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Do public pensions matter for health and well-being among retired persons?: Basic and income security pensions across 13 Western European countries
Stockholm University, Faculty of Social Sciences, The Swedish Institute for Social Research (SOFI).
Framtidsstudier.
2010 (English)In: International Journal of Social Welfare, ISSN 1369-6866, E-ISSN 1468-2397, Vol. 19, no Supplement s1, s121-s130 p.Article in journal (Refereed) Published
Abstract [en]

Mortality rates suggest that elderly people in the advanced welfare democracies have experienced dramatically improved health over the past decades. This study examined the importance of public pensions for self-reported health and wellbeing among retired persons in 13 Organisation for Economic Cooperation and Development countries in 2002–2005. New public pension data make it possible to distinguish between two qualities of pension systems: ‘basic security’ for those who have no or a short work history, and ‘income security’ for those with a more extensive contribution record. For enhanced cross-national comparison, relative measures of ill-health and wellbeing were constructed to account for cultural bias in responses to survey questions and heterogeneity among countries in the general level of population health. Overall, better health is found in countries with more generous pensions, although the results are gendered; for women's health, high basic security of the pension system appears to be particularly important. Women's wellbeing also tends to be more dependent on the quality of basic security.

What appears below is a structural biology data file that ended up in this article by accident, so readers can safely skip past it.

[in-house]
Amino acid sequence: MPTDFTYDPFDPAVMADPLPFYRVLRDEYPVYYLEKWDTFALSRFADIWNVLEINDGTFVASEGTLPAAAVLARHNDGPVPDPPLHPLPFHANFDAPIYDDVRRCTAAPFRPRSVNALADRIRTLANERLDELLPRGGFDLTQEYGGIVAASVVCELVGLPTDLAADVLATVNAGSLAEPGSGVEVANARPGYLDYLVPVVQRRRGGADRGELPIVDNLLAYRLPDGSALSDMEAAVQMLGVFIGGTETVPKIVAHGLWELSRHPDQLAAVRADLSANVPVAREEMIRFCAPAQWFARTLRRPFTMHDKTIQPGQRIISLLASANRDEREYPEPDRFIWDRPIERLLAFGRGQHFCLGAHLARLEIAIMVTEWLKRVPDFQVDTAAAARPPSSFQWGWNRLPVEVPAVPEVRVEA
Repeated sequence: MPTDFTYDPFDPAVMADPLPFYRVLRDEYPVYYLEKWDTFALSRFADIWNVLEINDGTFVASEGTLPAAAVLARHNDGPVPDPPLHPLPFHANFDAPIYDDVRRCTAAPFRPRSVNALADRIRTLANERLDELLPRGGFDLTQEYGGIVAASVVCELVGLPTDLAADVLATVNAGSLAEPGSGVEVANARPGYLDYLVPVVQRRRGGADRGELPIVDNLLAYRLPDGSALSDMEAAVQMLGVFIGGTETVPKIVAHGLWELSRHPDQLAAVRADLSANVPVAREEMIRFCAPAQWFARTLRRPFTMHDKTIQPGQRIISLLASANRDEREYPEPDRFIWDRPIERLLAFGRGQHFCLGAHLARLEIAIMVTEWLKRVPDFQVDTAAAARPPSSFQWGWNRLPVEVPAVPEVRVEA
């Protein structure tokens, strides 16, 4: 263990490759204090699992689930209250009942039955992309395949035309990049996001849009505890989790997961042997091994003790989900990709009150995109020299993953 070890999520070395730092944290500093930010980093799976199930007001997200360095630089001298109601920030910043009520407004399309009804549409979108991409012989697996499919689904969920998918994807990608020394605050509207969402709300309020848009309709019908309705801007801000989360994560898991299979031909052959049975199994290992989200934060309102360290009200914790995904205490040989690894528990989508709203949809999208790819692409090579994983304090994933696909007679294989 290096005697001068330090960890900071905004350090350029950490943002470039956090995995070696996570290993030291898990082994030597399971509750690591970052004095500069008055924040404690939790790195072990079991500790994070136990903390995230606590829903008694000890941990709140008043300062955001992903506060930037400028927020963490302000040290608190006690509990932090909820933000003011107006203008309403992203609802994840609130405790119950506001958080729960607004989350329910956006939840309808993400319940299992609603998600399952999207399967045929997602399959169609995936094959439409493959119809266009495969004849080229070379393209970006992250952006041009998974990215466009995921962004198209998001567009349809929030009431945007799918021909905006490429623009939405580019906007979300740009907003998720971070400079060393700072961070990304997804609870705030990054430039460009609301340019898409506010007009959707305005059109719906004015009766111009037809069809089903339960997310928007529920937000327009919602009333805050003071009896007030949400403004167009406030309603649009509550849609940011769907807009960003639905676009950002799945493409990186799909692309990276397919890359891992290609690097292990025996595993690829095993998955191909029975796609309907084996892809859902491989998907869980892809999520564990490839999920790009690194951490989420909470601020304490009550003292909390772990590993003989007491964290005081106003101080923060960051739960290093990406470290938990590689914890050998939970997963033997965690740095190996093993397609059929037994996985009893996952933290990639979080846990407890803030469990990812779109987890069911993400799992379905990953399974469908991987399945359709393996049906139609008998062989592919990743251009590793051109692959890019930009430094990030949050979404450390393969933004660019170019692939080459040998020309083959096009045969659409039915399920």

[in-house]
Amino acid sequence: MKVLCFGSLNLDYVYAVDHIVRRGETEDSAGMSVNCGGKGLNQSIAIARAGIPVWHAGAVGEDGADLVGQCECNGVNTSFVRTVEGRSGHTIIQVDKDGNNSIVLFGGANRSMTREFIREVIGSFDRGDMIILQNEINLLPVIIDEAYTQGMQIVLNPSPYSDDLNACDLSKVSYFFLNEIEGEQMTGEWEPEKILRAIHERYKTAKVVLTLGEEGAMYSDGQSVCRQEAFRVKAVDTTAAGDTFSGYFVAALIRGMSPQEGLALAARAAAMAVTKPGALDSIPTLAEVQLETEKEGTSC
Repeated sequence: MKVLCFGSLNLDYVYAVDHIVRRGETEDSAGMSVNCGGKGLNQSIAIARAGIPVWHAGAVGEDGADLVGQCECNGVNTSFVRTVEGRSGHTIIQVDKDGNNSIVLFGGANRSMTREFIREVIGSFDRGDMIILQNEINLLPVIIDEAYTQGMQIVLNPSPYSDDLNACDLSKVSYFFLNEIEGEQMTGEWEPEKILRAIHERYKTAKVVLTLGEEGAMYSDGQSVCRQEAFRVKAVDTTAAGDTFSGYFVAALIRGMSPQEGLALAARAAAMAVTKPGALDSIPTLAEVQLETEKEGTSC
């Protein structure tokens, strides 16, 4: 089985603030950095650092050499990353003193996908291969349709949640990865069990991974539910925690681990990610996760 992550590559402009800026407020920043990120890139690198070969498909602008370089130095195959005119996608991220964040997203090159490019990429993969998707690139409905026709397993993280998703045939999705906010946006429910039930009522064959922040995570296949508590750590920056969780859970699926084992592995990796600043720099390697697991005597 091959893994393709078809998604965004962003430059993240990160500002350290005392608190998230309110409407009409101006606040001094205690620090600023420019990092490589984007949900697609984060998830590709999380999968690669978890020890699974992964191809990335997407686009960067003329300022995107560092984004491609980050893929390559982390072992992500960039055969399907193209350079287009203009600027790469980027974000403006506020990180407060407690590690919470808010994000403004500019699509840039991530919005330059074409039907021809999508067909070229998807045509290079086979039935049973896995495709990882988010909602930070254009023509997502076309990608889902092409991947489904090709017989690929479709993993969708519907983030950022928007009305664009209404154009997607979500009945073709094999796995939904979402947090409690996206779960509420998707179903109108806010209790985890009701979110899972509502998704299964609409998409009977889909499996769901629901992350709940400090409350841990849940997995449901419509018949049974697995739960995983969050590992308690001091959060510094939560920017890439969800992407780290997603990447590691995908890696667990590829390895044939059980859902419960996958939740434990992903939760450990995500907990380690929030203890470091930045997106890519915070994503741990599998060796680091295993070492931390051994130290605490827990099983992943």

Place, publisher, year, edition, pages
Wiley-Blackwell, 2010. Vol. 19, no Supplement s1, s121-s130 p.
Keyword [en]
public pensions;retired;self-reported;health;wellbeing;cross-national comparative
National Category
Social Sciences
Identifiers
URN: urn:nbn:se:su:diva-41018DOI: 10.1111/j.1468-2397.2010.00737.xISI: 000278342500008OAI: oai:DiVA.org:su-41018DiVA: diva2:327796
Available from: 2010-06-30 Created: 2010-06-30 Last updated: 2017-12-12Bibliographically approved

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